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Serena Hackerott is giving coral researchers a much-needed beacon of hope for the future of coral restoration and conservation.

The FIU Institute of Environment Ph.D. candidate in Jose Eirin-Lopez‘s Environmental Epigenetics Lab created a comprehensive collection of all the research to date on environmental memory and stress hardening in corals. The effort is designed to inform future work that could lead to successful coral restoration.

Coral stress memory is a relatively new, but very promising finding. It suggests corals can remember environmental changes — like marine heatwaves that cause coral bleaching — and that memory can build their resilience and help prepare them for similar events in the future.

However, there’s one problem — exactly how this phenomenon works in corals is still unknown. As Hackerott points out, though, it’s something scientists need to know before they try to implement stress hardening techniques on coral.

“Pre-exposing corals to stress, or stress-hardening, has the potential to enhance coral stress tolerance, which can help increase the long-term success of coral restoration and conservation outcomes,” said Hackerott, who is also a research assistant with the NSF-funded CREST Center for Aquatic Chemistry and the Environment in FIU’s Institute of Environment. “However, there are a lot of aspects about this process that we still need to understand before being able to effectively and efficiently implement these methods. We aimed to highlight these knowledge gaps and suggest future research directions needed to better understand coral environmental memory and evaluate the potential applications of coral stress hardening.”

Coral Epigenetics in Bonaire

Coral stress hardening was introduced a few years ago as a possible strategy to save corals. It involves pre-exposing corals to stress, like higher temperatures, in a lab before returning them to the ocean. This is similar to the way stress hardening is used to make seeds hardier in agriculture.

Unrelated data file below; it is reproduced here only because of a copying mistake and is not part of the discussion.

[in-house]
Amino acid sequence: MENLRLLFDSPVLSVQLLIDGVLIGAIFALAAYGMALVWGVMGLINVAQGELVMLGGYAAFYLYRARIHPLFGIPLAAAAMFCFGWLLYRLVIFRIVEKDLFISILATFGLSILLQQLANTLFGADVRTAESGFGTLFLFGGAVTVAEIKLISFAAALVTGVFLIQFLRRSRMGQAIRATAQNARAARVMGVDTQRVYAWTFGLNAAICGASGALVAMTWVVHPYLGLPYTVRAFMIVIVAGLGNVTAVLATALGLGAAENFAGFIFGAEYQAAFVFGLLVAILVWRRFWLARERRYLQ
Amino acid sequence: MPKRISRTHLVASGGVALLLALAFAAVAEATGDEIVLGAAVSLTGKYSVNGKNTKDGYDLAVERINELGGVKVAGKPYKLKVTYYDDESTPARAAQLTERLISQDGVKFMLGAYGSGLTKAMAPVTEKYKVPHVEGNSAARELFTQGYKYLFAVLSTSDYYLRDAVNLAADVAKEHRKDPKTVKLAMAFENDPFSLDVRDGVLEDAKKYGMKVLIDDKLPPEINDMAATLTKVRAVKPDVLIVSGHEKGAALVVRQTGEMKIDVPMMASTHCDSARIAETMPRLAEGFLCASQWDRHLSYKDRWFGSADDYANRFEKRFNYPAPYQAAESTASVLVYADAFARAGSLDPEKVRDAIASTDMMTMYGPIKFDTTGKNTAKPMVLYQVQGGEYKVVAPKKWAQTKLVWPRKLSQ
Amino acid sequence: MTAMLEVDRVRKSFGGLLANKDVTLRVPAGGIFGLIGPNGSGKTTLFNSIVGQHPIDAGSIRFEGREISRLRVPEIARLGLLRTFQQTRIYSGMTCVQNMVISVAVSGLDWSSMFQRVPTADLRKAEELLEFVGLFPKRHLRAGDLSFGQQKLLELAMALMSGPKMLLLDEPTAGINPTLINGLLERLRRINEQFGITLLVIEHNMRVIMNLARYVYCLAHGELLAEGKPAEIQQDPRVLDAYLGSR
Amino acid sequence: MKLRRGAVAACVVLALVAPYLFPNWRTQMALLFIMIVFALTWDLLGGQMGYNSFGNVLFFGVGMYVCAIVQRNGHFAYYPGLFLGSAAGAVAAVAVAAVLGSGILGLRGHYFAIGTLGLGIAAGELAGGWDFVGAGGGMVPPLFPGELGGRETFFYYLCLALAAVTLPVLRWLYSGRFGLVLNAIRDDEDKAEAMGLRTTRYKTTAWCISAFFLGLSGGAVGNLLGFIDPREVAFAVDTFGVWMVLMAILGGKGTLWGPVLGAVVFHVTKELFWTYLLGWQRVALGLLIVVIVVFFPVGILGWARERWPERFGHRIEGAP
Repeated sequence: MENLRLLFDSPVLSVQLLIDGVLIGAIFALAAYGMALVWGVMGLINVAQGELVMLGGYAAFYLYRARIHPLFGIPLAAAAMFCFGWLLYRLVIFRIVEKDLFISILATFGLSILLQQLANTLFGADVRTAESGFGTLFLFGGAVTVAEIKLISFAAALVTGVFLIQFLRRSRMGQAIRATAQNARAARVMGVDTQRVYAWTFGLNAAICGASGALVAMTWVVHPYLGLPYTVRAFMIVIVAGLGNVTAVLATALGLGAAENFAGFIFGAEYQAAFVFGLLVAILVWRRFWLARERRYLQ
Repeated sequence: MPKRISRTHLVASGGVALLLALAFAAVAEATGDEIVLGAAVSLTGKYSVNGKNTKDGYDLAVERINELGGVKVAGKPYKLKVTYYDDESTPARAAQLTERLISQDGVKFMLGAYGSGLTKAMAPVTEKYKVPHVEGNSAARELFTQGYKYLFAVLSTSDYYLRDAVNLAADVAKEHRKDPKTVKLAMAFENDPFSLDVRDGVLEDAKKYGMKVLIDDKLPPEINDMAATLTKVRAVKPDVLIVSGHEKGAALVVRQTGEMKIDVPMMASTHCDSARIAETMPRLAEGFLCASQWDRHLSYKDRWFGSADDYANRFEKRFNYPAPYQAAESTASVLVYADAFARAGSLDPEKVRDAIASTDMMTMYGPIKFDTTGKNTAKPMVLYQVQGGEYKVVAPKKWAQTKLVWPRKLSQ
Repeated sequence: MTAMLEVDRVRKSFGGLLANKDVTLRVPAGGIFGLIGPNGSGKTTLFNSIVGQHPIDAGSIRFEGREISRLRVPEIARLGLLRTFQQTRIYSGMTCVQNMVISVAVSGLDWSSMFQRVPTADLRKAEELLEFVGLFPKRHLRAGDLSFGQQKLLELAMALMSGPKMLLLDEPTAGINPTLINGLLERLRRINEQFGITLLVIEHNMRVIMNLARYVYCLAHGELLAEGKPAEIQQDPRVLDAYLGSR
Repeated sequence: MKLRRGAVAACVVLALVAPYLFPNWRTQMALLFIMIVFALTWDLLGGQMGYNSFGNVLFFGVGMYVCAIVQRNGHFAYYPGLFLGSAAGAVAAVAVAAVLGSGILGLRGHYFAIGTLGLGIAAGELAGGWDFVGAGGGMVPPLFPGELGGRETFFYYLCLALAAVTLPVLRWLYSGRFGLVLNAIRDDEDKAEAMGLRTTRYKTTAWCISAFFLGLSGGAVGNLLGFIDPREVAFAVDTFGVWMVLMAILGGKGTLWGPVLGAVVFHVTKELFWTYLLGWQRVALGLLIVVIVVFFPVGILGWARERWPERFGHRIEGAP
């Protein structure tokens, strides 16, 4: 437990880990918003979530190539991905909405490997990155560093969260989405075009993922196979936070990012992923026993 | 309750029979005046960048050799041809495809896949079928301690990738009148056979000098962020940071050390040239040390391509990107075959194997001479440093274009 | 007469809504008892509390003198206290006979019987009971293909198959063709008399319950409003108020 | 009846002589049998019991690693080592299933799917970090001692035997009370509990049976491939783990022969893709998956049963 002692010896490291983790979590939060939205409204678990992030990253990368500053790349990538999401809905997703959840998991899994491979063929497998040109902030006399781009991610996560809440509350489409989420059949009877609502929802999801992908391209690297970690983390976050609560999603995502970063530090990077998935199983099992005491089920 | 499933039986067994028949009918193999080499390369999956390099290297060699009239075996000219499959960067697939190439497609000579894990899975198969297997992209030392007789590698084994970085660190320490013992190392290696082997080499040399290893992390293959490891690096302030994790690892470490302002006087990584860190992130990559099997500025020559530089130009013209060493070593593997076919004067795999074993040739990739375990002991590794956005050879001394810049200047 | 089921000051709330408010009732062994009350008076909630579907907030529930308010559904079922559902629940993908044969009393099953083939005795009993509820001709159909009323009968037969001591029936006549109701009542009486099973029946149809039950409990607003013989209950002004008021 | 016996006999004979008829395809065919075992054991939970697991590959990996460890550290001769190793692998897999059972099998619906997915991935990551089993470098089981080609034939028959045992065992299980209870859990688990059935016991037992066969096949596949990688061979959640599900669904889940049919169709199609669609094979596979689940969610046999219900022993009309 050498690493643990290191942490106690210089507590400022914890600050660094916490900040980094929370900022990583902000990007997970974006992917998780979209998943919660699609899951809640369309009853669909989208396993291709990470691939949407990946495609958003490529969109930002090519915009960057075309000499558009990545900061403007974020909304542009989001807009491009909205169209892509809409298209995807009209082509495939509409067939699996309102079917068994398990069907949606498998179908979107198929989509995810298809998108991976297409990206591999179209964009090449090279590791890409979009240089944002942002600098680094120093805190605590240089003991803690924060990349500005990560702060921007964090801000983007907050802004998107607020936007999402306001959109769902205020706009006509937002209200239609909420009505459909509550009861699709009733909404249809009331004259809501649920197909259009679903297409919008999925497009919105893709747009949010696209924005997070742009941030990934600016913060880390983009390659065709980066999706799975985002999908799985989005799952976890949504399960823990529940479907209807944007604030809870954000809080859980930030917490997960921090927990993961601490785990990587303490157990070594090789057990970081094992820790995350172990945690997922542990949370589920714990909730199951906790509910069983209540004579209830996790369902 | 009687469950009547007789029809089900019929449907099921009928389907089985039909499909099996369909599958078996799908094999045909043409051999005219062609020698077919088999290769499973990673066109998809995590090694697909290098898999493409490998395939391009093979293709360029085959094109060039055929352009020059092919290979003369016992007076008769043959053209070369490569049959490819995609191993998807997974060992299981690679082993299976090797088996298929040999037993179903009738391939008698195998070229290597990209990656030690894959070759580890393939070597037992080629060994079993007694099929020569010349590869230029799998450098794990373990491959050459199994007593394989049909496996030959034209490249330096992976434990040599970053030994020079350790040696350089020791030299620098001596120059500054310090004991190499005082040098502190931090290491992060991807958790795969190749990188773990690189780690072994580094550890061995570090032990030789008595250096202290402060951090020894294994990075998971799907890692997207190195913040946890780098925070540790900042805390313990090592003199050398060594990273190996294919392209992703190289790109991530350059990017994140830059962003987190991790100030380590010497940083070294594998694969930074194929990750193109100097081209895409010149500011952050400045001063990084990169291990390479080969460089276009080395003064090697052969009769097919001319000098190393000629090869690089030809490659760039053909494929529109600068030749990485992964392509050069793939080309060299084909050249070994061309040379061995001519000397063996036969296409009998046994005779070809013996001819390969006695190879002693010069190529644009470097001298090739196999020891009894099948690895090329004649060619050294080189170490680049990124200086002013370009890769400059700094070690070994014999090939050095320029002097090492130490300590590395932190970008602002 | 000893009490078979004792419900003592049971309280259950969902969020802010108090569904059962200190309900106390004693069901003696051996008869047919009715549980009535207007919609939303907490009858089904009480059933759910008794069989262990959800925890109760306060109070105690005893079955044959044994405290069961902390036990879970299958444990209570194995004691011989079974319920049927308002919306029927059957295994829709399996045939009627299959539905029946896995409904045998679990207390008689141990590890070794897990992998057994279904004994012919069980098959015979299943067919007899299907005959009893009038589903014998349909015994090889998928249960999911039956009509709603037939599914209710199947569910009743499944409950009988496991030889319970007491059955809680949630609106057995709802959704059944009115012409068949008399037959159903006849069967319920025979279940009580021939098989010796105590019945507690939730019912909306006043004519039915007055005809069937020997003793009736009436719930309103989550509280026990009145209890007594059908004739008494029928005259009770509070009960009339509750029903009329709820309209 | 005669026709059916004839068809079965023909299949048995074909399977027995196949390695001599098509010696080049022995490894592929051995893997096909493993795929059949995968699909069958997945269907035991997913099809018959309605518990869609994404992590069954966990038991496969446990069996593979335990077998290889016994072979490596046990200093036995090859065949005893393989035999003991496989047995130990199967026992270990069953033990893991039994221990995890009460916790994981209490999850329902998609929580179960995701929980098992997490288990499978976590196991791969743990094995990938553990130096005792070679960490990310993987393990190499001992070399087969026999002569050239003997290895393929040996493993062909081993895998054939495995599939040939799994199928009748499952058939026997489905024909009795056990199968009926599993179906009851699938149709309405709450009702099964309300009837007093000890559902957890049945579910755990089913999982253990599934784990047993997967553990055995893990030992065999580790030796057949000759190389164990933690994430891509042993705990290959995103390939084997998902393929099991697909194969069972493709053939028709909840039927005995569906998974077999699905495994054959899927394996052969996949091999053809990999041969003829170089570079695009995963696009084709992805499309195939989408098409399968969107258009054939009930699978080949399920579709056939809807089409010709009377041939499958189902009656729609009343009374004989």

Hackerott and Eirin-Lopez wanted to figure out how to make this work for corals. The first step was gathering and reviewing as many studies on environmental memory and stress hardening that they could.

The findings were interesting. In some cases, corals survive a heatwave and retain knowledge of the stress for a few years, and it helps them better resist the next heatwave. Then, there are examples where a heatwave is too much to handle, and instead of strengthening the coral, the stress becomes detrimental. The difference could be a matter of degrees. It’s a delicate balance — too much heat, not enough heat or just right. Scientists need to do more studies to find the sweet spot.

The good news is technology could provide a closer look at what’s happening to corals at the molecular level. Environmental epigenetics, for example — which is the focus of Eirin-Lopez’s lab — is a promising starting point. In fact, epigenetic modifications are often involved in regulating stress memory within other organisms, like plants, and the Eirin-Lopez lab has been pioneering epigenetic research in corals.

“Corals are facing multiple stressors and we need to keep the urgency on reducing climate change and local sources of stress like nutrient pollution,” Hackerott said. “But as coral stress hardening can possibly give us a cushion to help increase their survival, at least in the short-term, we need to better understand how and the extent to which stress pre-exposures can enhance coral resilience.”

The work was funded by an NSF grant and published in Trends in Ecology and Evolution.